Are we our own worst enemy? The role of mental health in injury management

Take a minute to reflect on this question:

How do you feel when you are injured? 

Can you pinpoint the emotions you felt after spraining an ankle in a scratch match? Was there a clear outburst of frustration or a cloud of anger or sadness lingering deep within your stomach? Hearing the words, “no exercise for 2 weeks,” or “sit out of that game for now” is completely and utterly shattering for the majority of the population, and often is not even a possibility in the minds of many. So why is it that in our society we are so determined to go against the advice of multiple health care practitioners. Is it that we don’t believe what they are saying to us, or are we in denial of our injuries and the steps we need to take to get better? 

It is very common to experience emotions of anger and sadness when tackling an injury. We have certain demands we need to meet; a stressful job, ensuring deadlines are met, sporting finals coming up or maybe that hiking trip booked 5 months ago that will have to be cancelled. It can become almost impossible to schedule in time to focus on the rehabilitation needed to get your body healthy and functioning. So how do we change the way society perceives injuries? 

One way is to change how you cope with an injury. Below are 5 steps for coping with the psychological effects of injuries:

1. Accept the reality

Injuries can happen to everyone. Elite sportspeople, your average weekend warrior, children, adults the list goes on. No one is immune to injury. It is not a matter of being ‘weak’ or ‘sucking it up.’ 2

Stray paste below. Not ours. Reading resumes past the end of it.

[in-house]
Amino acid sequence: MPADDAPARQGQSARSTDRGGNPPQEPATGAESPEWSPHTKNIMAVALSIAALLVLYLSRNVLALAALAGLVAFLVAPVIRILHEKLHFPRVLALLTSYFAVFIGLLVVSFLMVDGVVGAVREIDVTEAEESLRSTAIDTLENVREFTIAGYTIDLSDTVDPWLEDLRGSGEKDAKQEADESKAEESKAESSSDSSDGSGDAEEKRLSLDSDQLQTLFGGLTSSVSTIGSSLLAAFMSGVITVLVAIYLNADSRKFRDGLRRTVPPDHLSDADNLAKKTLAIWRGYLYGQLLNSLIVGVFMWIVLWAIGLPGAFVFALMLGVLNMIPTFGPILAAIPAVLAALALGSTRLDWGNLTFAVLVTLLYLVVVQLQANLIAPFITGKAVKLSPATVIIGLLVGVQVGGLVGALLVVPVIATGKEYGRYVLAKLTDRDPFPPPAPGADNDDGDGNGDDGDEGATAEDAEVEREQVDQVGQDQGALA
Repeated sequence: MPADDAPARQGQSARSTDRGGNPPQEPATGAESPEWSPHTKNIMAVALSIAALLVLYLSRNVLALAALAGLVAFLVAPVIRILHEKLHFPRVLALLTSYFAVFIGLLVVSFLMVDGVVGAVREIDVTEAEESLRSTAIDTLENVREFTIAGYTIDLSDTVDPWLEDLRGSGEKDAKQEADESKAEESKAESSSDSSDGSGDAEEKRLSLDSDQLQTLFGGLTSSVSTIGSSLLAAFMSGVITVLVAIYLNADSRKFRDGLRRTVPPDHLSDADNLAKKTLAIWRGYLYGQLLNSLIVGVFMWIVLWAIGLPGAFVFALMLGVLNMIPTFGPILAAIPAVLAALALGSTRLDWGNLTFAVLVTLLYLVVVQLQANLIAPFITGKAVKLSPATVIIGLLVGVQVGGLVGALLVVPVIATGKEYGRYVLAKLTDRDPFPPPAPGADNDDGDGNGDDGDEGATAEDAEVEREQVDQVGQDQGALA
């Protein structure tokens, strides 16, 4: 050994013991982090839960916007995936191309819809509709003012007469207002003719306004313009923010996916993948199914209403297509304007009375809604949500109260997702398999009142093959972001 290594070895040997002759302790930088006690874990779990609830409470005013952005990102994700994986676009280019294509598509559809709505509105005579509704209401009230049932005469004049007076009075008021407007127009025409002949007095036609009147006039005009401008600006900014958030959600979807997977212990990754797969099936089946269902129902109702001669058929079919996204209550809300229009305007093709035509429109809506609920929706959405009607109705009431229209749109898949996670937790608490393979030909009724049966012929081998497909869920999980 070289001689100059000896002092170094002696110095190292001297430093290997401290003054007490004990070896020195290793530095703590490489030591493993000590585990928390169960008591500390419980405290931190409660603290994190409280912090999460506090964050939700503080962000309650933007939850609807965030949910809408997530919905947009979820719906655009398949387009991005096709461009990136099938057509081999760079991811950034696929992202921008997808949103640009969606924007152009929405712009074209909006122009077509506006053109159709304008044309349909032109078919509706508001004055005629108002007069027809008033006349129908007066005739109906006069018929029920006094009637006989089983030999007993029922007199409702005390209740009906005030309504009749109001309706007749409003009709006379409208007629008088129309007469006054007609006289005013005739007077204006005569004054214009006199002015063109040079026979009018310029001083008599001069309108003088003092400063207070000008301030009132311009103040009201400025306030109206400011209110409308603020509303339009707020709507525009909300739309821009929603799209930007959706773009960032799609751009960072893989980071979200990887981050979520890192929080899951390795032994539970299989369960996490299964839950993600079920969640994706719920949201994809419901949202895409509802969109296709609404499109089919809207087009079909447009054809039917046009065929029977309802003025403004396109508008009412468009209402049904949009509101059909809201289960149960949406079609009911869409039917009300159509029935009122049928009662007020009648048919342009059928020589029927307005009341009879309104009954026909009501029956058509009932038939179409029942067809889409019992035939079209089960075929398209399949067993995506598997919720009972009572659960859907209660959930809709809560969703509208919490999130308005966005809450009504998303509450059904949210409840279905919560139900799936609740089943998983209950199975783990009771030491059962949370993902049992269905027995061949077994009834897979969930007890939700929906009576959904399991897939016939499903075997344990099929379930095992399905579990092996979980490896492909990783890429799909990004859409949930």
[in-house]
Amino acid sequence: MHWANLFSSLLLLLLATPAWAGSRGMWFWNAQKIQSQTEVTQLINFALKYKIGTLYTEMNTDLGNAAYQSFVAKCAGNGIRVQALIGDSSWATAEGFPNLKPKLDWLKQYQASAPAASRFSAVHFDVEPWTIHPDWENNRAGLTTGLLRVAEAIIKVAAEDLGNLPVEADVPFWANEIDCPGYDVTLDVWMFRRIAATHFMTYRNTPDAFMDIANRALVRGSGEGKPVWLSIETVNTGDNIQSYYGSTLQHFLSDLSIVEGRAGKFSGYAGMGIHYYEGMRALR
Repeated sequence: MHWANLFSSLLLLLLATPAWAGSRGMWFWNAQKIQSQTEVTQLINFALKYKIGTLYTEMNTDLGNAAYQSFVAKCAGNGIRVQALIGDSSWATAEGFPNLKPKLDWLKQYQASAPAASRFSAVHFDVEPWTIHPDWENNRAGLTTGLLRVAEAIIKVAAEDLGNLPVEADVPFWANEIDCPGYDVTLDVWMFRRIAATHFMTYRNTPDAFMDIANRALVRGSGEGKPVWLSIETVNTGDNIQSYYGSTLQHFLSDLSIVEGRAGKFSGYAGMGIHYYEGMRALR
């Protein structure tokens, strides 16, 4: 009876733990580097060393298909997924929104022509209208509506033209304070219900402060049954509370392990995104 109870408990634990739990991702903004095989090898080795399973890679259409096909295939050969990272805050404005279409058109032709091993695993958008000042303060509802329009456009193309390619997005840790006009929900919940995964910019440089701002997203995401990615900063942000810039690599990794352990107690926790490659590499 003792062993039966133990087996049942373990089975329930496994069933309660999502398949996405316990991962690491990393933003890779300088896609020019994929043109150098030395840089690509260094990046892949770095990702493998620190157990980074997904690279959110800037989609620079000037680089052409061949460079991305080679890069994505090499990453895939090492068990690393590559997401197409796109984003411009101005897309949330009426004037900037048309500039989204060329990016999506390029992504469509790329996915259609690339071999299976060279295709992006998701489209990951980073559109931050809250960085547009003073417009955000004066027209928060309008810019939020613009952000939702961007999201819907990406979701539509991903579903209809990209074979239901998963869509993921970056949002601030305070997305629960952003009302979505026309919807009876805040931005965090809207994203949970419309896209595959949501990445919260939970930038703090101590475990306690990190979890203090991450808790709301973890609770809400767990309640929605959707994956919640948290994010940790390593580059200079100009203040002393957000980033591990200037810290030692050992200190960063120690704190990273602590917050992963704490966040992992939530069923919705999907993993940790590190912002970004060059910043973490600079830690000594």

2. Treat recovery like training 

When recovering from an injury often the worst thing to do is nothing at all. It is common for someone to sustain an injury due to lack of mobility or strength. In this instance, exercises targeting improving these areas need to be performed and can then be incorporated into long term training behaviours. 

3. Use mental training skills

Positive self-talk and an encouraging environment are great tools to help motivate your recovery process. Reaching out for professional help is also advised if your injury is negatively impacting your day to day lifestyle.

4. Report pain and discomfort. 

Recovery programs are not a one size fits all. It is important to communicate this with your primary therapist if you are not responding to treatment or if treatment does not work for you.

5. Embrace the time off

Time off certain activities is a great way to catch up on things you have been meaning to do. Try not to fixate on what has caused your time to free up but embrace having some time off. It is also an opportunity to reset and refresh to come back stronger and more mentally prepared.

So the next time you sustain an injury, ask yourself “how do I feel?” it may be the most important factor in returning to the activity you love.

By Rachel O'Loughlin - podiatrist at Melbourne Podiatry Clinic